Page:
Canada to apply to join China-led AIIB, leaving Japan as sole US ally to remain non-member
Canada will apply to join the China-led Asian Infrastructure Investment Bank , leaving Japan the sole major US ally to remain a non-member of the new development bank.
“Canada is always looking for ways to create hope and opportunity for our middle class as well as for people around the world. Membership in the AIIB is an opportunity to do just that,” Canadian Finance Minister Bill Morneau said in a statement issued in Beijing on Wednesday.
The announcement comes as Canadian Prime Minister Justin Trudeau visits Beijing on his first official trip to China. Trudeau met President Xi Jinping on Wednesday afternoon.
President Xi Jinping welcomed Canada’s joining the lender in his talks with Trudeau on Wednesday, saying China was willing to expand cooperation with Canada in energy and finance.
The United States has previously expressed reservations about the AIIB and a reluctance to apply for membership.
Washington is concerned the AIIB will undercut the World Bank, in which it has the greatest clout, as well as the Asian Development Bank, of which it is the largest shareholder after Japan.
But its long-time partners and major allies – including Britain, Germany, France, Australia and South Korea – have one after another applied to join the new financial institution despite US pressure.
Japan is now its only ally that has yet to apply to join the AIIB.
Ruan Zongze, Vice-President of the China Institute of International Studies, said Canada’s move had shown that it could act independently of the US.
Huang Wei, an analyst at the Institute of World Economics and Politics at the Chinese Academy of Social Sciences, said joining the AIIB might not bring immediate economic benefits to Canada, and was largely a gesture to recognise the potential of the bank.
Canada’s gross domestic product expanded just 1.2 per cent last year, and observers have said it needed to diversity its trade and be less reliant on the US.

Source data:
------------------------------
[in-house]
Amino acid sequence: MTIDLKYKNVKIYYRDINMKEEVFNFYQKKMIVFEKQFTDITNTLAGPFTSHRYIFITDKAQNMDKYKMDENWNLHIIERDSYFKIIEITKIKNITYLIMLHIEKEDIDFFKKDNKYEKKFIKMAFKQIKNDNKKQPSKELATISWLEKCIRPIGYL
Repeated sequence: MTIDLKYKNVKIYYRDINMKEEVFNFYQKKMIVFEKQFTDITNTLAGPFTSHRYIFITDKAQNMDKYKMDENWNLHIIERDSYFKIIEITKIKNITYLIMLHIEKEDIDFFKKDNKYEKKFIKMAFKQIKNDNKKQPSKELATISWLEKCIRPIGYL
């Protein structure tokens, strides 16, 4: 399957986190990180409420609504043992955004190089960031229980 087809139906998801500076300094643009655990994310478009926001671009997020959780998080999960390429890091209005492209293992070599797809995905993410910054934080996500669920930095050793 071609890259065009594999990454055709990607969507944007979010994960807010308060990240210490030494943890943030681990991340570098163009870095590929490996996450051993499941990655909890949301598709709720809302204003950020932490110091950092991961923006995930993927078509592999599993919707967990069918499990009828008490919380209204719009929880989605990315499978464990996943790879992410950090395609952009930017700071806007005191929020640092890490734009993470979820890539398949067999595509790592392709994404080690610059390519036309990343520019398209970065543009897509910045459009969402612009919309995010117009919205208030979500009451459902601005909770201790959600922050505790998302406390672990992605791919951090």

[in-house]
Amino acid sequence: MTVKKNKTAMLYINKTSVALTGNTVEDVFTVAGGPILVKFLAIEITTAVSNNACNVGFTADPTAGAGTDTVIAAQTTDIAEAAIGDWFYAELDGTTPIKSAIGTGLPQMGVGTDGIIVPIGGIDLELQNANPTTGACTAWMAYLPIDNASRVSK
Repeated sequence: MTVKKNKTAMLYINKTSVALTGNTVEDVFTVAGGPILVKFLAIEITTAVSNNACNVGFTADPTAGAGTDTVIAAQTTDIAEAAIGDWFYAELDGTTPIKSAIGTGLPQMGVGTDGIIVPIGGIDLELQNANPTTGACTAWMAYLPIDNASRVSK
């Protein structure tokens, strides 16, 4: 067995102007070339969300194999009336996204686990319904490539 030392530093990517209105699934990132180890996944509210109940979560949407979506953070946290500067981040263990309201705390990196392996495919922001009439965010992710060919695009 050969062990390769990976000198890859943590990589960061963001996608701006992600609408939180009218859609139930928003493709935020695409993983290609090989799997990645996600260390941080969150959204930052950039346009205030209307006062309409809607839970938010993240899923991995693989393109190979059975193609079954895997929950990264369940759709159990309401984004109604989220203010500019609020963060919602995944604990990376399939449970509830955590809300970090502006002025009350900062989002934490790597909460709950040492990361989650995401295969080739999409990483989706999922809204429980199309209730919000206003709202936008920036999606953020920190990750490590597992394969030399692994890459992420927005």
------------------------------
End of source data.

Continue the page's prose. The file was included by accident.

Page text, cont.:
“With China likely to become the world’s largest economy in this or the next Trudeau term, it is in our long-term interests to deepen the economic relationship,” said Wendy Dobson, a former Canadian finance official.
Meanwhile, Trudeau, speaking at a joint press conference with Premier Li Keqiang on Wednesday morning, said Beijing had agreed not to impose new restrictions on canola imported from Canada after their meeting.
Lobbying China not to impose a new standard for canola imports, which threatens C$2 billion (HK$11.9 billion) in business, has topped Trudeau’s agenda for his first official trip to Beijing.
“We will be able to continue with the current regime on canola and we will work together very closely towards long term solutions,” Trudeau said.
Beijing originally set a September 1 deadline for Canadian producers to tighten their screening of canola oil exports to China, saying it wanted to prevent the spread of blackleg disease – an infectious bacterial disease – from Canada to China’s crops.
The proposed new standard would have limited the amount of foreign matter allowed in shipments to 1 per cent, down from the current 2.5 per cent.
Separately, Li promised Trudeau at the press conference on Wednesday that Canadian citizen Kevin Garratt, who has been detained in China for two years on suspicion of spying, would be “treated humanely and that his case would be handled in accordance with the law”.
It is rare for Chinese leaders to comment publicly on such sensitive cases.
China indicted Garratt in January on charges of spying and stealing state secrets after he was detained in August 2014 near China’s border with North Korea.
Trudeau told reporters, “Every time I have the opportunity to sit down with the Chinese leadership, I have highlighted a number of consular cases including the Kevin Garratt case.”
In a response to Trudeau and Li’s remarks at the press conference, the Garratt family said it was “extremely frustrated and disappointed by the lack of progress in securing Kevin Garratt’s release from detention”.
They asked both governments to work to allow Garratt to exit China and obtain “critically needed medical treatment”, and to return to his family.
In opening remarks during his meeting with Li on Wednesday morning, Trudeau had told the media that he was “enthusiastic” about strengthening ties with China.
After the meeting, the Canadian prime minister said the two countries would set up a regular communication system “of the highest level” on a range of issues including national security and the rule of law.
Such mechanisms would facilitate communication between China and Canada’s prime ministers, foreign ministers and national security departments.
On several occasions, Trudeau also stressed his family ties with China.
His father Pierre Trudeau was among the first Western leaders to establish ties with China – a legacy seen as important political capital for the Canadian prime minister in building ties with China.
“My father played an important role in establishing diplomatic relations between our two countries. I’m happy extending that effort now,” he said.